Messages remain in an outbound queue until a non-delivery report is generated when you send e-mail to a remote domain

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Article ID: 818222 - View products that this article applies to.
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Symptoms

When you send e-mail messages to certain external domains, they may remain in an outbound queue on the Microsoft Exchange Server 2003 or Microsoft Exchange 2000 Server computer until a non-delivery report (NDR) is generated.

Additionally, the following event may appear in the Application log in the Event Viewer on a Microsoft Internet Security and Acceleration Server 2000-based server that is configured as a firewall for the remote domain:
Date:     date          Source:   SmtpEvt
Time:     time          Category: None
Type:     Error           Event ID: 20031
User:     N/A
Computer: computername

Description:
An unknown SMTP command

Data:
0000: 58 45 58 43 48 35 30 20    XEXCH50
0008: 31 30 32 30                1020

Cause

This issue may occur if a firewall blocks the binary large object (BLOB) data following the Microsoft Exchange Server XEXCH50 command.

Workaround

To work around this issue, use one of the following methods.

Method 1: Configure the XEXCH50 Registry Subkey

In Exchange Server 2003 and Exchange Server 2000 Service Pack 3 (SP3), you can suppress the sending of the XEXCH50 command to external domains.

To suppress the sending of the XEXCH50 command to external domains automatically, go to the "Fix it for me" section. To suppress the sending of the XEXCH50 command to external domains yourself, go to the "Let me fix it myself" section.

Fix it for me

To configure the XEXCH50 registry subkey automatically, click the Fix it button or link. Click Run in the  File Download dialog box, and then follow the steps in the Fix it wizard.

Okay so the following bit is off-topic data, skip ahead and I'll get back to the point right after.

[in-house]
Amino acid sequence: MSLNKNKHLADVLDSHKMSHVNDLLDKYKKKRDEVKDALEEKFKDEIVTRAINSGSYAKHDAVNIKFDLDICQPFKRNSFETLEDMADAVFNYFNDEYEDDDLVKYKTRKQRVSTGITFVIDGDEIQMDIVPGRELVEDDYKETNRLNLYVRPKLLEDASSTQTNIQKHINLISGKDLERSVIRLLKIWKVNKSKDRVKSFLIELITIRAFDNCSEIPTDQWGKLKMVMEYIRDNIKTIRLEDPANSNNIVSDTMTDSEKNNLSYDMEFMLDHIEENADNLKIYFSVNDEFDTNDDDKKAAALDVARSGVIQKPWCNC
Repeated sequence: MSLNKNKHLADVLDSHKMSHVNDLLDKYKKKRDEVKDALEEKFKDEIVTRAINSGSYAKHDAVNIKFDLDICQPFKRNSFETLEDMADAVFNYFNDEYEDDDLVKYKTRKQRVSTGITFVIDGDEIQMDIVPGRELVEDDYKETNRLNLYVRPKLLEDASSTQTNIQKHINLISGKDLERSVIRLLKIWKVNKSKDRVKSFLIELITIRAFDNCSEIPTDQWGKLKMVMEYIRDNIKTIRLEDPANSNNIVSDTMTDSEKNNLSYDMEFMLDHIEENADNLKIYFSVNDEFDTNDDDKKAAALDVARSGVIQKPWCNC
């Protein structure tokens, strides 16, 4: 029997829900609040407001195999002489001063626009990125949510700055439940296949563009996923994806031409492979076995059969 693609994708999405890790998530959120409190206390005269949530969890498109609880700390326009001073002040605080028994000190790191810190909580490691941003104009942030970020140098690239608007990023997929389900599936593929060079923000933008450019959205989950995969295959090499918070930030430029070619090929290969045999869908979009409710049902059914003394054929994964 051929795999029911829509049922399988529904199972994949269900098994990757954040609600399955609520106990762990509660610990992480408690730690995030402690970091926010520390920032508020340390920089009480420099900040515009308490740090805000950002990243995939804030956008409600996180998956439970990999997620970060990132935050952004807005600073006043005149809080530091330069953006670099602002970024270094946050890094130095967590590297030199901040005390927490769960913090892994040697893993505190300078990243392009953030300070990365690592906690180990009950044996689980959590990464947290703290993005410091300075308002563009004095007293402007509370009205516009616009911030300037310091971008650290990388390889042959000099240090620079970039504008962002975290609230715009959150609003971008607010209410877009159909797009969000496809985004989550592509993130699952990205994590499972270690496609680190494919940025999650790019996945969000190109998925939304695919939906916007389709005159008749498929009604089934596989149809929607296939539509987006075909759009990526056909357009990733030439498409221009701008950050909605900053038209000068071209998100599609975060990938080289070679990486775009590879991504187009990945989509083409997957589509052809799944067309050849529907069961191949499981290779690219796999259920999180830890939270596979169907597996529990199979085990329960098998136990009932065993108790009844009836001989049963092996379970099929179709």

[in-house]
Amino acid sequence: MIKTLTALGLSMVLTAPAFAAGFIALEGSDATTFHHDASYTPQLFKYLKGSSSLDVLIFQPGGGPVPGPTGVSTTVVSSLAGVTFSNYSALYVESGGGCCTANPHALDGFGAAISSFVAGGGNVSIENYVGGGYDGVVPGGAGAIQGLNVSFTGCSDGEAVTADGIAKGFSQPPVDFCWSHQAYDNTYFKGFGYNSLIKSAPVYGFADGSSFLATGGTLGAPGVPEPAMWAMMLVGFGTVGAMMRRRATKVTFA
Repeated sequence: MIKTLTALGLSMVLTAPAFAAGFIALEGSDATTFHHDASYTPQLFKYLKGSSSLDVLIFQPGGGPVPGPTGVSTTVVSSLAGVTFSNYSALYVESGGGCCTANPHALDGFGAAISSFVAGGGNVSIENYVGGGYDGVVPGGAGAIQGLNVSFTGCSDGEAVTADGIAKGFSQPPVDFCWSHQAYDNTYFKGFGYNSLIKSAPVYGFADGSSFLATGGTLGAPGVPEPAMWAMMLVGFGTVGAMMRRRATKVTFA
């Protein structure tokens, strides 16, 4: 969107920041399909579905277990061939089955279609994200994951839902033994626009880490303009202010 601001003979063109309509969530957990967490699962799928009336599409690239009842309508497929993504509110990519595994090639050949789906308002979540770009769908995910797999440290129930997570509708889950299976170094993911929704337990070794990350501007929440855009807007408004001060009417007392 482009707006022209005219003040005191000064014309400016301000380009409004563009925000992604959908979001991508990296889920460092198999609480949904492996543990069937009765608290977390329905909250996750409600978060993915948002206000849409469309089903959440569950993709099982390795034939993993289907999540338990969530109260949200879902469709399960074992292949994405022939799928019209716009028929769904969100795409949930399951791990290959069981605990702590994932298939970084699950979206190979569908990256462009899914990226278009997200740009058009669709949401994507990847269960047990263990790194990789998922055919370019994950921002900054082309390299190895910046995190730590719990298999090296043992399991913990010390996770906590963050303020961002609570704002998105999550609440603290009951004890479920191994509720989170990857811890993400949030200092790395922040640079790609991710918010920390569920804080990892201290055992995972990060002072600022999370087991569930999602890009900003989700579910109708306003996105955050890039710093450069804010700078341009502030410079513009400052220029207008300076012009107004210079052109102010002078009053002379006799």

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Fix this problem
Microsoft Fix it 50341
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Note this wizard may be in English only; however, the automatic fix also works for other language versions of Windows.

Note if you are not on the computer that has the problem, save the Fix it solution to a flash drive or a CD and then run it on the computer that has the problem.

Let me fix it myself

To configure the XEXCH50 registry subkey yourself, follow these steps.

Important This section, method, or task contains steps that tell you how to modify the registry. However, serious problems might occur if you modify the registry incorrectly. Therefore, make sure that you follow these steps carefully. For added protection, back up the registry before you modify it. Then, you can restore the registry if a problem occurs. For more information about how to back up and restore the registry, click the following article number to view the article in the Microsoft Knowledge Base:
322756 How to back up and restore the registry in Windows
  1. Click Start, click Run, type regedit in the Open box, and then click OK.
  2. Locate the following registry subkey:
    HKEY_LOCAL_MACHINE\SYSTEM\CurrentControlSet\Services\SMTPSVC\XEXCH50
    Note If the XEXCH50 registry subkey is not present, create it. To do this, point to New on the Edit menu, and then click Key. In the New Key #1 box, type XEXCH50, and then press ENTER.
  3. Right-click XEXCH50, point to New, and then click DWORD Value.
  4. In the New Value #1 box, type SuppressExternal, and then press ENTER.
  5. Right-click SuppressExternal, and then click Modify.
  6. In the Value data box, type 1, and then click OK.
  7. Quit Registry Editor.

Method 2: Configure the SMTP Connector

Configure the SMTP connector properties to use the HELO command instead of the EHLO command. When Exchange Server sends the HELO command, it does not receive the list of commands that the remote server supports, and reverts to simple SMTP commands. None of the extended SMTP command verbs are used.

To configure the SMTP connector properties to use the HELO command automatically, go to the "Fix it for me" section. To configure the SMTP connector properties to use the HELO command yourself, go to the "Let me fix it myself" section.